Black women are twice as likely as white women to be overweight, have heart attacks, develop diabetes or fail to get the recommended 30 minutes of exercise daily, reports the CDC.

They account for 72 percent of new AIDS cases even though they represent just 6 percent of the population, reports the Los Angeles-based Black AIDS Institute.

Their life expectancy is 69 years, eight years less than for white women, reports the Census.

Black-white health disparities explain why 40,000 African American women die of treatable causes each year, notes the office of the U.S. Surgeon General.

Authors of the center's reports call for better health care access and education to improve birth outcomes. They also call for sweeping social change such as legislation that will work to end economic and educational disparities.

On Sept. 29, the Chicago-based advocacy group African American Women Evolving is holding its own 100-member symposium on black women's health at Malcolm X College in Chicago.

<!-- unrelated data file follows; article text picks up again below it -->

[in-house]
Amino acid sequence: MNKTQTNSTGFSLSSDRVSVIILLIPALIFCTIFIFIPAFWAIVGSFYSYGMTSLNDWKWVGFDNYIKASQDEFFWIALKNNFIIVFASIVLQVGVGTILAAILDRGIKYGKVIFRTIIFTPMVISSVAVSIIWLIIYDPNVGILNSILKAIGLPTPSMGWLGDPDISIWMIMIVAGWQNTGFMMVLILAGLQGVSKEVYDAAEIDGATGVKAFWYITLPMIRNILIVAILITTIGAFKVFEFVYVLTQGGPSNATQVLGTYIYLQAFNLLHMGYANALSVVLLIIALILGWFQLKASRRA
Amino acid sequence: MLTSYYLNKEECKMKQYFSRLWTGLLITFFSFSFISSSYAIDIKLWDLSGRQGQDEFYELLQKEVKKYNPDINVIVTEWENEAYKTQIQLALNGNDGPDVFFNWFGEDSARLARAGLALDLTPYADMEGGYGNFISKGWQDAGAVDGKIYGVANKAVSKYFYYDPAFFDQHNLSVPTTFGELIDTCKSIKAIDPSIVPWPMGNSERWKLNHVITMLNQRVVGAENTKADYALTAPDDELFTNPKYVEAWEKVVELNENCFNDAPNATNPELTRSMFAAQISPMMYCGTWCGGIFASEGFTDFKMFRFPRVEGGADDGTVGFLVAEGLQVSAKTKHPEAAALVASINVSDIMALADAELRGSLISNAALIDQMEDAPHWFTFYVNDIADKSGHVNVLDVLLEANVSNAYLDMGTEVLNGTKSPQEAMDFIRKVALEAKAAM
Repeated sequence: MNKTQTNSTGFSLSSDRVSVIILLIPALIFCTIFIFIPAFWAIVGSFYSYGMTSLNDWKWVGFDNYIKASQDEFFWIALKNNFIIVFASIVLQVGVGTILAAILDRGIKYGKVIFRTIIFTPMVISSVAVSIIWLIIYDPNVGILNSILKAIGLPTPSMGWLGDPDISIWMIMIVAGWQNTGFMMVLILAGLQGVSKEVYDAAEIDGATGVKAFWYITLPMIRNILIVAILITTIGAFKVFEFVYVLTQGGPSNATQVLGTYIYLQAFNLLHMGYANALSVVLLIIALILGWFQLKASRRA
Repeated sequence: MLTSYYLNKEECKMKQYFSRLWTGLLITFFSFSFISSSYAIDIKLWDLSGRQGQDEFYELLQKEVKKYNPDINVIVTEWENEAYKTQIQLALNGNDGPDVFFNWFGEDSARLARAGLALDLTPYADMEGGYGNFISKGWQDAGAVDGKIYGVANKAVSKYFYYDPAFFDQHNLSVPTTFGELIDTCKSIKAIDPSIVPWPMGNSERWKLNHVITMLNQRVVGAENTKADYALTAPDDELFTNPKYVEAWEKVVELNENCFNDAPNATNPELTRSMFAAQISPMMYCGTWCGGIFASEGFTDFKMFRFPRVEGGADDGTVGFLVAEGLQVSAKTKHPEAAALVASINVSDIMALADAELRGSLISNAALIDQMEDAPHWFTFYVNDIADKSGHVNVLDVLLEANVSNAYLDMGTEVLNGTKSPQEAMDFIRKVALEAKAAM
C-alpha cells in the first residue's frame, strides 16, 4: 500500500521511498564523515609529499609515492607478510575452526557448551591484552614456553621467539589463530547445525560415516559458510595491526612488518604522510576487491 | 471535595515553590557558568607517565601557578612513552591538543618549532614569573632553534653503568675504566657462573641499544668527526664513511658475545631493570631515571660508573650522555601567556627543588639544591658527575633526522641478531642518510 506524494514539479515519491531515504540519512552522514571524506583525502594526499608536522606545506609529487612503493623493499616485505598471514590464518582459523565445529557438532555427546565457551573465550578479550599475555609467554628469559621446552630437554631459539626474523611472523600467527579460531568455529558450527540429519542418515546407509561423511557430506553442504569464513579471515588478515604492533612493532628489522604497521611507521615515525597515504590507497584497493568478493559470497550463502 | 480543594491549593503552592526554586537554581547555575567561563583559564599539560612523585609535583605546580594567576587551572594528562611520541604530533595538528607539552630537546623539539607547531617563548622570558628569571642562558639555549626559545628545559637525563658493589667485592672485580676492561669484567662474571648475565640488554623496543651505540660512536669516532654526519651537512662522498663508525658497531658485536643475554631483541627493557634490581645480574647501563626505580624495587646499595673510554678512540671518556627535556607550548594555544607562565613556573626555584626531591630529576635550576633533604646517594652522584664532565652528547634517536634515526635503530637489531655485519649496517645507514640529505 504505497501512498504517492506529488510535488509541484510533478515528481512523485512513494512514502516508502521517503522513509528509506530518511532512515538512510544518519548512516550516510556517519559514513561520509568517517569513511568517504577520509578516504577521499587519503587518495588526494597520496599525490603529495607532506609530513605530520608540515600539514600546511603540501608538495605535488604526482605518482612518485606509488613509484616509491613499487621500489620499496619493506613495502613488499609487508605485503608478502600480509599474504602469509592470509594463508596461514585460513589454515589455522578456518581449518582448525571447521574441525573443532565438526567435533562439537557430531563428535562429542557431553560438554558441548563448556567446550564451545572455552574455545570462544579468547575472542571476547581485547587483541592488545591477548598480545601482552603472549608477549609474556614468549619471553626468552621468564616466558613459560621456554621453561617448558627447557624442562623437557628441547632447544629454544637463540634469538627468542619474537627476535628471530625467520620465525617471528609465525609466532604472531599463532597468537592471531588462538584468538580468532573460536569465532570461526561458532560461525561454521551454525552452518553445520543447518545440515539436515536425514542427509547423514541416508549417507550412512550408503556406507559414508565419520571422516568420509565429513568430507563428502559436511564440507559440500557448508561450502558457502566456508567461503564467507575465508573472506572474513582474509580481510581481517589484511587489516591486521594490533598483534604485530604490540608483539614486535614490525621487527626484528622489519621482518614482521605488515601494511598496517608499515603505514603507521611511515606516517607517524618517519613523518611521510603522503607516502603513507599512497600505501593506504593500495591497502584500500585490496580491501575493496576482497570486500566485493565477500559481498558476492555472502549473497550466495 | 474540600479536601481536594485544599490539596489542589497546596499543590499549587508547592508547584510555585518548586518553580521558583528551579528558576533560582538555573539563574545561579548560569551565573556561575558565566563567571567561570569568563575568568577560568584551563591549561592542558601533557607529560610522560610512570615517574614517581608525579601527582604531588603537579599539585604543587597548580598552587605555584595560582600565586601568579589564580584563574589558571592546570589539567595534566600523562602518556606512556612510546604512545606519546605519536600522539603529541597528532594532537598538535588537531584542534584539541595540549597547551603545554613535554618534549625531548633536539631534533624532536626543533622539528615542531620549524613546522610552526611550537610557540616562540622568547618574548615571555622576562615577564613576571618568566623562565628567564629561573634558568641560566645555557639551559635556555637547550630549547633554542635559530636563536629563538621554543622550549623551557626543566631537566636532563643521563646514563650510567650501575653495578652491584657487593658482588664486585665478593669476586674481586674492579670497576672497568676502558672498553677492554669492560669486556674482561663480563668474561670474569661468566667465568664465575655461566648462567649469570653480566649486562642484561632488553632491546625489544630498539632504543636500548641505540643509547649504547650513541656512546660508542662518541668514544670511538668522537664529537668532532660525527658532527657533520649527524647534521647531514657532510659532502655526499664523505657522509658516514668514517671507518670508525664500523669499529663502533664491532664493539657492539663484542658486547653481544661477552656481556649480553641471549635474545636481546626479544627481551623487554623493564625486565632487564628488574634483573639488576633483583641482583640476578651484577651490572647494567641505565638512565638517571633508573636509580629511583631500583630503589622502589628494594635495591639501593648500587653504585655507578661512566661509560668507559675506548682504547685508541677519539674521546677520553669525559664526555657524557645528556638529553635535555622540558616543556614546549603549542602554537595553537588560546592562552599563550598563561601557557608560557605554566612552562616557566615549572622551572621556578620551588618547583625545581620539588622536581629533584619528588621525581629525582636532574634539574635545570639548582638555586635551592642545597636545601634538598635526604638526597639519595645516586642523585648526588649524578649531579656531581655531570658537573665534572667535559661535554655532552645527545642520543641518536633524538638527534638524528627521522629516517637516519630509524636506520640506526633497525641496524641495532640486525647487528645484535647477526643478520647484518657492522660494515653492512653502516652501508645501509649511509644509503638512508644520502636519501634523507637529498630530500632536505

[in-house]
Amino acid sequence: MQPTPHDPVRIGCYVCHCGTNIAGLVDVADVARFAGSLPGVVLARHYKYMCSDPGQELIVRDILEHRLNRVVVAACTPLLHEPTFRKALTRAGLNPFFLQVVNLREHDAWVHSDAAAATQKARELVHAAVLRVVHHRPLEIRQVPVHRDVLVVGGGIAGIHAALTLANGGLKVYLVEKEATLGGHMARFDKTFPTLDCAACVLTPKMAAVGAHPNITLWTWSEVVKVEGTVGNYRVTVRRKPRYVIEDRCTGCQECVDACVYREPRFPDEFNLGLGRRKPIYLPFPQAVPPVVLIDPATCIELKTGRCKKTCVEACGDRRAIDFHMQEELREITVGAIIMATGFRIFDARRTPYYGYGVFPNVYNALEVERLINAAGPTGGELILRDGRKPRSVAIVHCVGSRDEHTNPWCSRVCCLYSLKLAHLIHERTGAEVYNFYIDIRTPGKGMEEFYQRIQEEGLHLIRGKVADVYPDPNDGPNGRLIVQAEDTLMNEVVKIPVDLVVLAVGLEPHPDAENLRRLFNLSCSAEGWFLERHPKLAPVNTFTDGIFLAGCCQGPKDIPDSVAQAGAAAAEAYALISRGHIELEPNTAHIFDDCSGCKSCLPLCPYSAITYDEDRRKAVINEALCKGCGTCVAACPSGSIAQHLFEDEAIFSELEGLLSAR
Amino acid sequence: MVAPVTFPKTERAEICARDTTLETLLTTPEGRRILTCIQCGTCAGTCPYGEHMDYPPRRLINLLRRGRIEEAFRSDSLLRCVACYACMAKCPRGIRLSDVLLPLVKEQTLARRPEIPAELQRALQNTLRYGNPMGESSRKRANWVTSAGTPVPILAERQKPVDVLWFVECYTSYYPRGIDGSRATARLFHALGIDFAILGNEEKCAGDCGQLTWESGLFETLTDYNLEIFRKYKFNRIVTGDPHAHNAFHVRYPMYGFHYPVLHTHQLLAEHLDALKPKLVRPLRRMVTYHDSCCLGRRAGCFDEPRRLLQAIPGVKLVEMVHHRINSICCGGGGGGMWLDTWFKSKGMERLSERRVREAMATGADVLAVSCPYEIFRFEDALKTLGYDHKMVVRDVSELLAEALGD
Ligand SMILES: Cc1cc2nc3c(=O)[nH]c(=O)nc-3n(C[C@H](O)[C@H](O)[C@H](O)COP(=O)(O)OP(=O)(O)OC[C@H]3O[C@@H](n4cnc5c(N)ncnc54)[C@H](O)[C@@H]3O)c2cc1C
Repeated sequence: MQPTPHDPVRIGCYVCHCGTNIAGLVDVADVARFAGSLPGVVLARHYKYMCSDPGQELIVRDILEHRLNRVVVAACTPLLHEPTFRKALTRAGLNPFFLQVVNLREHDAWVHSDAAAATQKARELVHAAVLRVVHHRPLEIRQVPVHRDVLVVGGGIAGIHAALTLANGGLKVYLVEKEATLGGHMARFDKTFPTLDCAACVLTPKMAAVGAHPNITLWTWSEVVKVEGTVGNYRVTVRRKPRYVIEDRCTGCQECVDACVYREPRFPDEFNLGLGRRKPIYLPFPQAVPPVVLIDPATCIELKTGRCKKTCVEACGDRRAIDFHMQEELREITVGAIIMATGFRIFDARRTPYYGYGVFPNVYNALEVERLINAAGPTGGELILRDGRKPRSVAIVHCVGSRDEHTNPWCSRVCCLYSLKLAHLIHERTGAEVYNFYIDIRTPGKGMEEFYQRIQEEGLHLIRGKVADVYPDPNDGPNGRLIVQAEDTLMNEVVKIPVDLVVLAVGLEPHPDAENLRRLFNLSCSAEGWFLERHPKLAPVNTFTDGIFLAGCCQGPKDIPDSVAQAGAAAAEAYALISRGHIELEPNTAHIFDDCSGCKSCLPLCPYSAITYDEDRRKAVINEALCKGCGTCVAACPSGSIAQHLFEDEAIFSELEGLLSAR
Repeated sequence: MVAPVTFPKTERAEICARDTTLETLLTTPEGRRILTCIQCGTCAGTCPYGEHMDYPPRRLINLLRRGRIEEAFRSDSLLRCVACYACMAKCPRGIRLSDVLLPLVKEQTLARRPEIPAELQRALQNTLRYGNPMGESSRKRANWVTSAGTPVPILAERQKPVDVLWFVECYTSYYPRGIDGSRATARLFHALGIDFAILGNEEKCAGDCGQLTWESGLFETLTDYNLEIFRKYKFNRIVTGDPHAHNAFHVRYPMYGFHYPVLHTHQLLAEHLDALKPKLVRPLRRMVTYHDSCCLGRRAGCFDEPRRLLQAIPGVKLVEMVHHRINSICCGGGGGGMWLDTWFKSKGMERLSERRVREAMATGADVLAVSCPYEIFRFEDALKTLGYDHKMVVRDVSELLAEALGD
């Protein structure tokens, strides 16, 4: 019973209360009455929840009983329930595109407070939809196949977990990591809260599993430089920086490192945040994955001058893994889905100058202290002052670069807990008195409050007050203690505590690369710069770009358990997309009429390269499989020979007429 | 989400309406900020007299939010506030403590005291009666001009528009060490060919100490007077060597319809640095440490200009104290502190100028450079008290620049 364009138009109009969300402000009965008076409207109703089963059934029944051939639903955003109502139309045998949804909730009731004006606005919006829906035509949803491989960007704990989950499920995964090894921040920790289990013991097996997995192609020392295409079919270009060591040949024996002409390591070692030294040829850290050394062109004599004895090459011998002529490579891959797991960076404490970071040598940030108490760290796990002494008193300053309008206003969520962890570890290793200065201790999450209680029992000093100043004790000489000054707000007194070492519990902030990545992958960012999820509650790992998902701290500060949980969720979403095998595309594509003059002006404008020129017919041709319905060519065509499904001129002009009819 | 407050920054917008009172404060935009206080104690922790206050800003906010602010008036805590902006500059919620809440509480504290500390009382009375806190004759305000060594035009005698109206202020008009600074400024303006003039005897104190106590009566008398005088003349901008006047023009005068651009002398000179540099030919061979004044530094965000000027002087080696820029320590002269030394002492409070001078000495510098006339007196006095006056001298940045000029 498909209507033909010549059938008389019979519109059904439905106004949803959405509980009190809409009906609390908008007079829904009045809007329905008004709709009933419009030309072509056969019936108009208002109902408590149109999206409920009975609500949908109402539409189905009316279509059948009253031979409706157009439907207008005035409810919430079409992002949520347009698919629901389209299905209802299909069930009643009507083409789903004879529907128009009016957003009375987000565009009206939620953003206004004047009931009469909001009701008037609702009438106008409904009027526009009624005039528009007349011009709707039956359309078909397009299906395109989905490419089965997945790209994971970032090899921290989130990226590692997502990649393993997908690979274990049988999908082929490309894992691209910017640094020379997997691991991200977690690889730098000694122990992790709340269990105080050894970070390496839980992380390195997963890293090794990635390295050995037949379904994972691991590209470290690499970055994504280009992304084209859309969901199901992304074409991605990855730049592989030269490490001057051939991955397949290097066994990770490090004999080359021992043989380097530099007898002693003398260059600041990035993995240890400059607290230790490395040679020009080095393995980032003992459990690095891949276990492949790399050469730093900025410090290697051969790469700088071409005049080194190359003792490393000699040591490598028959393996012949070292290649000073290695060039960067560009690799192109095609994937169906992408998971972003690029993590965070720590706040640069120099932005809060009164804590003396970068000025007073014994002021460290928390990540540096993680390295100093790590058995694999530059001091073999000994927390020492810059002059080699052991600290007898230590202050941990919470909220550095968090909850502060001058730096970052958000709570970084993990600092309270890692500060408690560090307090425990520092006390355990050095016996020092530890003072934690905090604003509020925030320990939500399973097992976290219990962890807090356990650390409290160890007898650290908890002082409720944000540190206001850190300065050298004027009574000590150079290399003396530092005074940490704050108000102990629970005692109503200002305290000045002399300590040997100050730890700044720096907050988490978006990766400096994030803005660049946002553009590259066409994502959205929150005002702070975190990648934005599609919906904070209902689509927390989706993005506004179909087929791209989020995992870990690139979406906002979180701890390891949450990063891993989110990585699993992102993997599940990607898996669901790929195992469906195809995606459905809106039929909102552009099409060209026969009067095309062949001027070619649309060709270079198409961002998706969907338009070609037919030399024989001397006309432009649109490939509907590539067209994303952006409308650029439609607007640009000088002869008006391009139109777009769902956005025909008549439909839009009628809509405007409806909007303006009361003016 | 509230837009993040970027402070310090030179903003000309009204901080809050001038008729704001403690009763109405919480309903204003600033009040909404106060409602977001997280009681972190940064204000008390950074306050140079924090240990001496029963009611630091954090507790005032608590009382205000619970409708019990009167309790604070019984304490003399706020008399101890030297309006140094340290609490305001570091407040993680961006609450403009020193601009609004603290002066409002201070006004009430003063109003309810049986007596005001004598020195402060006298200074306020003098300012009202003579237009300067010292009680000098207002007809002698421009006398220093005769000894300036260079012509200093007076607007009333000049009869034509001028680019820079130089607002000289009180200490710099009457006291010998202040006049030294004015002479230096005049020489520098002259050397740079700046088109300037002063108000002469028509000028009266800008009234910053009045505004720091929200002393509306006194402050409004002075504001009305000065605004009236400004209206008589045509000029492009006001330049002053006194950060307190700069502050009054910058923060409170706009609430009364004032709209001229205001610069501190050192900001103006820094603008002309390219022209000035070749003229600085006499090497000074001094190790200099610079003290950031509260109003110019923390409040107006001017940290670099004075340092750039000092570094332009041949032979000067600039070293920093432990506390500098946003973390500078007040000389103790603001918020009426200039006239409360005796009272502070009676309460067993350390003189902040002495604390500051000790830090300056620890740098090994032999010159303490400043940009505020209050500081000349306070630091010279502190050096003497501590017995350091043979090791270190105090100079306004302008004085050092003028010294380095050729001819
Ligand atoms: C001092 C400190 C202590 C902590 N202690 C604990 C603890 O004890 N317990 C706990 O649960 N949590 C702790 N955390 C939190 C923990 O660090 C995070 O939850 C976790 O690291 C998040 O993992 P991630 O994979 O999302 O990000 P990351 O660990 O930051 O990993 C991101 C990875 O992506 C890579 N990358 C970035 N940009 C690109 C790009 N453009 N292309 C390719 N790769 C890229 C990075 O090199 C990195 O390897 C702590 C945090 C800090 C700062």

"We need to pay attention to -- and address -- high infant mortality and other health problems affecting black women," says Gina E. Wood, deputy director of the Joint Center's Health Policy Institute. "This is broader than a medical issue. It's about the total environment -- and the total life -- of African American women."

Which Dem Has the Most Woman-Friendly Health Plan?

So who's got the most women-friendly health care plan?

Is it Hillary, Obama or Edwards?

Answer: none of the above.

Only Dennis Kucinich offers what women really need: single-payer, universal health care.